I understand that part of the problem today is that, for every piece of land in Haiti, there are two or three or five people claiming title to it, and that retards the economy because people can't use that as leverage for capital to make investments in business. Maybe you could comment on those things.

5:10 p.m.

Professor, Stern School of Business, New York University, As an Individual

Dr. Paul Romer

On the question of how, this arrangement was imagined, proposed, and put forward by Hondurans themselves. They sought me out because they could see I had been thinking about something similar, so they asked me to help them. But they saw this as a way out of the kind of trap they had been in, especially after this traumatic episode of a coup with the previous president, Zelaya. So there is a new administration that is committed to reconciliation and asking the hard questions about how to rebuild trust.

To be clear, they have in no sense ceded sovereignty of this land to any other kind of government.

5:10 p.m.

Conservative

Bob Dechert Conservative Mississauga—Erindale, ON

The judicial system...?

5:10 p.m.

Professor, Stern School of Business, New York University, As an Individual

Dr. Paul Romer

Importing government services, so to speak, is not the same as granting sovereign status of Mauritius within this zone. It's just leveraging the credibility of their courts to help them solve problems in their judicial system.

It is possible that a similar arrangement could be tried in a place like Haiti. Honduras also has this problem. Many developing countries have the problem of lack of clarity in title. If people fear that the decisions about ownership are influenced by bribes, they will be very hesitant about allowing the judicial system to come to a final decision, and they'll be very fearful about attempts to resolve these questions. Delay might be safer than a resolution.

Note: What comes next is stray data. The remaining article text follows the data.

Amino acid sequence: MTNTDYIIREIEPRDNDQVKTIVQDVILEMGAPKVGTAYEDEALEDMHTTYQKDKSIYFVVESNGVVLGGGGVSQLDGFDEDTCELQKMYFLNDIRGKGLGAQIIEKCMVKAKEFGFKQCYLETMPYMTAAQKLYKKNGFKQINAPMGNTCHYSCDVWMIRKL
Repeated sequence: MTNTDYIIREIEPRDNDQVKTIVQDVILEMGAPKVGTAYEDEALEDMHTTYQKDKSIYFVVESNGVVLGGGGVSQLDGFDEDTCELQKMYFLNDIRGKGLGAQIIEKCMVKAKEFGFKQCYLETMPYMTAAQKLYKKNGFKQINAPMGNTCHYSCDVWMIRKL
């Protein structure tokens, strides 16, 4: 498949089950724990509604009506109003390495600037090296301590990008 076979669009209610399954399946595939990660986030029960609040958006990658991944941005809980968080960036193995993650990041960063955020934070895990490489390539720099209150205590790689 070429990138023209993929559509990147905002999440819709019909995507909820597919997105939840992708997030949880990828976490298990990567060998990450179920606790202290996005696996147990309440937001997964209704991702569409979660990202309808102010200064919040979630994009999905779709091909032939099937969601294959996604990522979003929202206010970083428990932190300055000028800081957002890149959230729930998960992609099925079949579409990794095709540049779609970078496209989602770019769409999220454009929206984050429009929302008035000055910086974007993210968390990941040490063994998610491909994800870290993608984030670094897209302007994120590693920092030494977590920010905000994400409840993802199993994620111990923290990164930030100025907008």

The key in Haiti, as well as in Honduras, is for it to be a body that is trusted and clearly neutral—honest and not influenced by any of the affected parties.

The other challenge is that in Honduras people will voluntarily opt into this arrangement. In Haiti, if you impose this as the dispute resolution mechanism for all the land in an area you want to try to use for industrialization, many people might become emotionally very opposed to the process because it's imposed on them and they feel it's illegitimate.

It's a very important point that the same person who would voluntarily move to Canada, if they were free to do so, might violently resist an attempt to impose Canadian systems on his or her community. It's just the reality of the way humans work that a choice to opt in has a moral significance that completely changes things, compared to the imposition of something against one's will. My fear about Haiti is that you'd have problems with legitimacy and violent opposition if it were imposed.